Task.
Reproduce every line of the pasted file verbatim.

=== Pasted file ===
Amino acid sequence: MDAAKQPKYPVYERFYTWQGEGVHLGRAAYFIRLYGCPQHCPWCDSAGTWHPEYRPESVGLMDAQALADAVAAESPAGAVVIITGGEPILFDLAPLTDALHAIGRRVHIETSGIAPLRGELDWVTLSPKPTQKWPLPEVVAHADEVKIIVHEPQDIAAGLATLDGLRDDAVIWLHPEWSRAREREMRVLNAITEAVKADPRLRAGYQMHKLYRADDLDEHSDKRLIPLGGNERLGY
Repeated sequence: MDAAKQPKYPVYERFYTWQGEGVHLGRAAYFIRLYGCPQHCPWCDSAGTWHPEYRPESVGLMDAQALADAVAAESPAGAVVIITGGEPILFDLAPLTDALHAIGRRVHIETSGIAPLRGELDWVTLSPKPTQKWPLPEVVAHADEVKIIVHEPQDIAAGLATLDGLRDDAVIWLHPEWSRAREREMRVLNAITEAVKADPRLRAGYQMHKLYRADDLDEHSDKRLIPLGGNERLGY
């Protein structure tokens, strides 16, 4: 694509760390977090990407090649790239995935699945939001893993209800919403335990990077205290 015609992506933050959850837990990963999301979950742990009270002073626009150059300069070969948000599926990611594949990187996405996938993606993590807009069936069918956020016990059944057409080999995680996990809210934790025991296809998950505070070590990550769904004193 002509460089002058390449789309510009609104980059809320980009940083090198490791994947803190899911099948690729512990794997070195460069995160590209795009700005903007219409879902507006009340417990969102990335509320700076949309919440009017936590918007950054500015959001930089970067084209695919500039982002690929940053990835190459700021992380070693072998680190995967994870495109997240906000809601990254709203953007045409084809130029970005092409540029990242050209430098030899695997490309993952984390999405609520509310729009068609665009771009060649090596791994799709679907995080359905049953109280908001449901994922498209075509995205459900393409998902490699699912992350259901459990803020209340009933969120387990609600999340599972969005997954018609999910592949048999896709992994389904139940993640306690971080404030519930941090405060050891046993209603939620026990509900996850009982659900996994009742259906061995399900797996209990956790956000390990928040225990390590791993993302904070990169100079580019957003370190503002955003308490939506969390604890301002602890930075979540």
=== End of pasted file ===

Amino acid sequence: MDAAKQPKYPVYERFYTWQGEGVHLGRAAYFIRLYGCPQHCPWCDSAGTWHPEYRPESVGLMDAQALADAVAAESPAGAVVIITGGEPILFDLAPLTDALHAIGRRVHIETSGIAPLRGELDWVTLSPKPTQKWPLPEVVAHADEVKIIVHEPQDIAAGLATLDGLRDDAVIWLHPEWSRAREREMRVLNAITEAVKADPRLRAGYQMHKLYRADDLDEHSDKRLIPLGGNERLGY
Repeated sequence: MDAAKQPKYPVYERFYTWQGEGVHLGRAAYFIRLYGCPQHCPWCDSAGTWHPEYRPESVGLMDAQALADAVAAESPAGAVVIITGGEPILFDLAPLTDALHAIGRRVHIETSGIAPLRGELDWVTLSPKPTQKWPLPEVVAHADEVKIIVHEPQDIAAGLATLDGLRDDAVIWLHPEWSRAREREMRVLNAITEAVKADPRLRAGYQMHKLYRADDLDEHSDKRLIPLGGNERLGY
């Protein structure tokens, strides 16, 4: 694509760390977090990407090649790239995935699945939001893993209800919403335990990077205290 015609992506933050959850837990990963999301979950742990009270002073626009150059300069070969948000599926990611594949990187996405996938993606993590807009069936069918956020016990059944057409080999995680996990809210934790025991296809998950505070070590990550769904004193 002509460089002058390449789309510009609104980059809320980009940083090198490791994947803190899911099948690729512990794997070195460069995160590209795009700005903007219409879902507006009340417990969102990335509320700076949309919440009017936590918007950054500015959001930089970067084209695919500039982002690929940053990835190459700021992380070693072998680190995967994870495109997240906000809601990254709203953007045409084809130029970005092409540029990242050209430098030899695997490309993952984390999405609520509310729009068609665009771009060649090596791994799709679907995080359905049953109280908001449901994922498209075509995205459900393409998902490699699912992350259901459990803020209340009933969120387990609600999340599972969005997954018609999910592949048999896709992994389904139940993640306690971080404030519930941090405060050891046993209603939620026990509900996850009982659900996994009742259906061995399900797996209990956790956000390990928040225990390590791993993302904070990169100079580019957003370190503002955003308490939506969390604890301002602890930075979540």